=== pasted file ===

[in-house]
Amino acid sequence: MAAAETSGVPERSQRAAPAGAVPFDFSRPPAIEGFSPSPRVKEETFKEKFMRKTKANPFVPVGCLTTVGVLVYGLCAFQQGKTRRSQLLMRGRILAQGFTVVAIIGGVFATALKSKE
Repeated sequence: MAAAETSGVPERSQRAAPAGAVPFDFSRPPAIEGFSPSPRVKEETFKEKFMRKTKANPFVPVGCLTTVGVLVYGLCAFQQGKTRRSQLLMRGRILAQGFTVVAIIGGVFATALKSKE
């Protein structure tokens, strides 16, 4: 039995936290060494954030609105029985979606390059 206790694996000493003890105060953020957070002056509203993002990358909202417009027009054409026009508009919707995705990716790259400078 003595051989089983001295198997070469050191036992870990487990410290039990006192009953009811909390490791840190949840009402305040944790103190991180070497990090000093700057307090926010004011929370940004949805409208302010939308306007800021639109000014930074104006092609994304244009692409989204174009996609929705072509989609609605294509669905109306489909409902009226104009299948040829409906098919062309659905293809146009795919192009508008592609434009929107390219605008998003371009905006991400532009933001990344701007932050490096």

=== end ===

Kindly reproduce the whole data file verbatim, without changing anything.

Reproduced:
[in-house]
Amino acid sequence: MAAAETSGVPERSQRAAPAGAVPFDFSRPPAIEGFSPSPRVKEETFKEKFMRKTKANPFVPVGCLTTVGVLVYGLCAFQQGKTRRSQLLMRGRILAQGFTVVAIIGGVFATALKSKE
Repeated sequence: MAAAETSGVPERSQRAAPAGAVPFDFSRPPAIEGFSPSPRVKEETFKEKFMRKTKANPFVPVGCLTTVGVLVYGLCAFQQGKTRRSQLLMRGRILAQGFTVVAIIGGVFATALKSKE
């Protein structure tokens, strides 16, 4: 039995936290060494954030609105029985979606390059 206790694996000493003890105060953020957070002056509203993002990358909202417009027009054409026009508009919707995705990716790259400078 003595051989089983001295198997070469050191036992870990487990410290039990006192009953009811909390490791840190949840009402305040944790103190991180070497990090000093700057307090926010004011929370940004949805409208302010939308306007800021639109000014930074104006092609994304244009692409989204174009996609929705072509989609609605294509669905109306489909409902009226104009299948040829409906098919062309659905293809146009795919192009508008592609434009929107390219605008998003371009905006991400532009933001990344701007932050490096």